Glasgow gains three prestigious UKRI Future Leaders Fellowship awards

The University of Glasgow has been awarded three prestigious UKRI-funded Future Leaders Fellowship awards, for work on COVID-19 and in cancer sciences.

The awards, which have been made to Dr David Bryant and Dr Joanna Birch from the Institute of Cancer Sciences, as well as Dr Adam Fletcher, who will be joining the University of Glasgow-MRC Centre for Virus Research in the coming months, to begin working on COVID-19 research. Together they received 3.4m funding from UK Research and Innovation (UKRI).

Future Leaders Fellowships is a 900 million fund designed to help to establish the careers of world-class research and innovation leaders across UK business and academia. The scheme supports early career researchers and innovators with outstanding potential in universities, UK registered businesses, and other research and user environments including research councils’ institutes and laboratories.

The support, which is funded for four years, will enable each fellow to tackle ambitious and challenging research and innovation and develop their own careers.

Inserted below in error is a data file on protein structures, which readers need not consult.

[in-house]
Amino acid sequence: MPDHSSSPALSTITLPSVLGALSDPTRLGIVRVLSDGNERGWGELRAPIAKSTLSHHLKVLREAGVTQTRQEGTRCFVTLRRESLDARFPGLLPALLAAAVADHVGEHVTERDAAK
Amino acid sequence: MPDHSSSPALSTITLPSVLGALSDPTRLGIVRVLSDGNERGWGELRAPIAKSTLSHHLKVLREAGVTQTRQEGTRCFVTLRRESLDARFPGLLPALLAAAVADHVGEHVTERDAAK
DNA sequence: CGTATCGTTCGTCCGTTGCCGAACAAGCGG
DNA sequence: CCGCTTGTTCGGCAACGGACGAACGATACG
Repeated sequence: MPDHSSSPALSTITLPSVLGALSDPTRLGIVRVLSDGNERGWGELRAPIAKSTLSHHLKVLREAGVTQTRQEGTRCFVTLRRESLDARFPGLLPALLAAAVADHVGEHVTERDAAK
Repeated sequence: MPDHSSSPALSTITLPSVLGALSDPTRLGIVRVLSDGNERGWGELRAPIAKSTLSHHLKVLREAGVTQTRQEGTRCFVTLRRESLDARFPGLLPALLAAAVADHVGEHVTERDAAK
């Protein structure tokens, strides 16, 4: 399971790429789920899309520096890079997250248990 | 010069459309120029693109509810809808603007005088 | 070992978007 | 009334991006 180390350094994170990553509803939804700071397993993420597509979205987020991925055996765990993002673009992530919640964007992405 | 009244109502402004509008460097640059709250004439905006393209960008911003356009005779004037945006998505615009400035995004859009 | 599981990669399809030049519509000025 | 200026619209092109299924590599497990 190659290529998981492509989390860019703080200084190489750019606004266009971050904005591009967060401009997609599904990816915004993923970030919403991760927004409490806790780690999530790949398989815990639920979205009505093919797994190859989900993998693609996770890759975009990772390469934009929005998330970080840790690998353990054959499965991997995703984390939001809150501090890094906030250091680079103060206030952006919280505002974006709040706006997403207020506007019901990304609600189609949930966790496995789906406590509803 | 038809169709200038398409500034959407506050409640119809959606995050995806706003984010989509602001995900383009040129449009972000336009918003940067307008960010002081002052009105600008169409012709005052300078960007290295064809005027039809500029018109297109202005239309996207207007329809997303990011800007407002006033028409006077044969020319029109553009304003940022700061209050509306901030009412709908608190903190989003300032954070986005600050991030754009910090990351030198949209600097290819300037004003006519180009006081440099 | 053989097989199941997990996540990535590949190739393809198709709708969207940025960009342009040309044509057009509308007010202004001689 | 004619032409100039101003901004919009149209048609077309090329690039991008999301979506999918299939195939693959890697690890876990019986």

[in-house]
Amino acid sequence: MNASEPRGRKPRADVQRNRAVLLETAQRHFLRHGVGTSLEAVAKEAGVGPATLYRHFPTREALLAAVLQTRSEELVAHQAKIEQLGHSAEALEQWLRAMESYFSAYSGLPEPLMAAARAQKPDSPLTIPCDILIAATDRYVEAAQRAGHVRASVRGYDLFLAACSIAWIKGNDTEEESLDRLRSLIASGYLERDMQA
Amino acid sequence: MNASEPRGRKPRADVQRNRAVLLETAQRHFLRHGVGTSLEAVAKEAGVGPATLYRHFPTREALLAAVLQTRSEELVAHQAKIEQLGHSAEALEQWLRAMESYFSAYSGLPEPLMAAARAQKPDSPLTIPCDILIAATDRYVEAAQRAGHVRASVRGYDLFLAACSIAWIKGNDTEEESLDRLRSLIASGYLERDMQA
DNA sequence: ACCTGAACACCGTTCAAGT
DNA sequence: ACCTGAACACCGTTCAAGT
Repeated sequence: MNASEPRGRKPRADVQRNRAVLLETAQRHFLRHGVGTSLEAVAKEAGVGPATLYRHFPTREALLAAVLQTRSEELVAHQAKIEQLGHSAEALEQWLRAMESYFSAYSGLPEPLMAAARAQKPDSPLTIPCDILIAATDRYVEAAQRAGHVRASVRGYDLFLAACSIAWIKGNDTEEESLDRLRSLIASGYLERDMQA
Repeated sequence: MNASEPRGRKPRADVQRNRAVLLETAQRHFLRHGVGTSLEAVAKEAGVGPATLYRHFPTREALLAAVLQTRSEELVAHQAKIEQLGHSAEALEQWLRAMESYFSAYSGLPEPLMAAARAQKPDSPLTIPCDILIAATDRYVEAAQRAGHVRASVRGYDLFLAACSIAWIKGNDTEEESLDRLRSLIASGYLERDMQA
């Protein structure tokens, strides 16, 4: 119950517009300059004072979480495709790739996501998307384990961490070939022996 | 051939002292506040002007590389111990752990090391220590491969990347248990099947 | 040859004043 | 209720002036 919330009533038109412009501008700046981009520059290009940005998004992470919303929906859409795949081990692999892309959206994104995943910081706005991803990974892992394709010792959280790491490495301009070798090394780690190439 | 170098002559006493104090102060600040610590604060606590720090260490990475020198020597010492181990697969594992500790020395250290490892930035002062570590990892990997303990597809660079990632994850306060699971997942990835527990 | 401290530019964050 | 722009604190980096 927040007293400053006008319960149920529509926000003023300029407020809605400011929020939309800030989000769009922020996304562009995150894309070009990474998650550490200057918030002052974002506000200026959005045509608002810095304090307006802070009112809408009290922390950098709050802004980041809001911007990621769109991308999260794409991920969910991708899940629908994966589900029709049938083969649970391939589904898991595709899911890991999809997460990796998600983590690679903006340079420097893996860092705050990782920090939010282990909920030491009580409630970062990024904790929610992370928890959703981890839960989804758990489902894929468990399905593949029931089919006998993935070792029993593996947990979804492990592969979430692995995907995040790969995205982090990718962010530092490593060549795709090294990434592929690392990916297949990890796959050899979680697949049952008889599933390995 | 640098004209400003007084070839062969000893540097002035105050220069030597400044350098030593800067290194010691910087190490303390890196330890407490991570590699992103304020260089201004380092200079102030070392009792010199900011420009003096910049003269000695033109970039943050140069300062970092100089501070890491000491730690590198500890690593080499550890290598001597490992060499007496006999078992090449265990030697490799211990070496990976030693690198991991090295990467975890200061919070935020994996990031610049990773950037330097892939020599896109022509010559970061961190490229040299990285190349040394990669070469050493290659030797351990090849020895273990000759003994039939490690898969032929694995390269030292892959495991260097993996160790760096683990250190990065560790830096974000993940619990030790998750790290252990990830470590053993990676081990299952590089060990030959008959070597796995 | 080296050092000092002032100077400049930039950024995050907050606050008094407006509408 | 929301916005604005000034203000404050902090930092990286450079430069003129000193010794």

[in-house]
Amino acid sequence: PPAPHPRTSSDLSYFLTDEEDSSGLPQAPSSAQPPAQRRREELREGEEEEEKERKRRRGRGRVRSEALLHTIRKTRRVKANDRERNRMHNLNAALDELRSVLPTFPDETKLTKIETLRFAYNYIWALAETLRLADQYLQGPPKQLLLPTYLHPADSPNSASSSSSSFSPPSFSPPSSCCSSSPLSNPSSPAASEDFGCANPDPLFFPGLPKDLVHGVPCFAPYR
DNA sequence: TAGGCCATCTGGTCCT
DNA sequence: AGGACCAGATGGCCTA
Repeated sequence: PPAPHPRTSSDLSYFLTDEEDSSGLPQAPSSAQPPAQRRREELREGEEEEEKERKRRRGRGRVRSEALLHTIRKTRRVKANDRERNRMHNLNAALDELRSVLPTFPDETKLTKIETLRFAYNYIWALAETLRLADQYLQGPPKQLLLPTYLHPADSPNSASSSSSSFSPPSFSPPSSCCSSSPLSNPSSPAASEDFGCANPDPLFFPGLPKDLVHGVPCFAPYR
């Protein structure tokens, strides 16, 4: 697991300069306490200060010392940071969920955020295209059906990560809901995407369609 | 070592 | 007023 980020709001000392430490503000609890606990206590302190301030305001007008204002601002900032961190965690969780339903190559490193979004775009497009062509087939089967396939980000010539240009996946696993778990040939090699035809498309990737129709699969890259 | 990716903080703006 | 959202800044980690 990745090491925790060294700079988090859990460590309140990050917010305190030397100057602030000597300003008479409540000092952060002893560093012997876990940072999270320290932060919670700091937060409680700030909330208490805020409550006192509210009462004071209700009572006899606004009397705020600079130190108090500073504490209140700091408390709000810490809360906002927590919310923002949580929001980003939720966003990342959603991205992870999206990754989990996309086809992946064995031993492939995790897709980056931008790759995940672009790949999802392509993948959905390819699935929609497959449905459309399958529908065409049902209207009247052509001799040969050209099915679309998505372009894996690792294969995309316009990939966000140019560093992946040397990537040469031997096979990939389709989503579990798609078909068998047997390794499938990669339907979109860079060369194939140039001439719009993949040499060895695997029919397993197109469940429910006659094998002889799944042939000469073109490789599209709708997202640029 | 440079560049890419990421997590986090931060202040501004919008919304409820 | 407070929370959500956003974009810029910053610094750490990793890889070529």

Dr David Bryant has been awarded 1.2m to undertake new research into colorectal carcinoma, beginning the OrgTIP project which will look at how inhibiting Phosphoinositide-modifying enzymes (PIP-MEs) could help to combat the disease. PIP-MEs are a family of genes that are commonly altered in many cancers, but particularly in bowel cancer. In bowel cancer, the PIP-MEs become uncontrolled to the extent they no longer work, or work when they shouldn’t. The OrgTIP project will look at how to target the altered PIP-MEs without damaging normal cells.

Dr Bryant will also work with a biotechnology industry company partner to provide tools for the entire research community to develop new ways to combat cancer.

Dr Bryant said: "Bowel carcinoma is the 4th most common cancer in the UK, accounting for 1 out of 10 deaths from any type of cancer. While 6 out of 10 patients will respond well to current therapies, the rest will not respond to treatment. These non-responding patients have a very poor outlook and we therefore urgently need to develop new therapies to treat these patients. We hope targeting PIP-MEs may provide a new viable treatment option that may help those patients. "

Dr Joanna Birch has been awarded just under 1m to undertake research into cancer therapeutics that can be used alongside radiotherapy to maximise treatment effectiveness and efficiency. Radiotherapy is used for a number of cancers, and while it is undoubtedly a highly effective and potentially curative treatment, it can induce unwanted behaviour in cancer cells that remain following therapy. One such behaviour is the induction of increased invasive potential, allowing cancers cells to spread and metastasise into normal tissue thus contributing to treatment resistance and recurrence. This unwanted effect can potentially be targeted to further increase the efficiency of radiotherapy.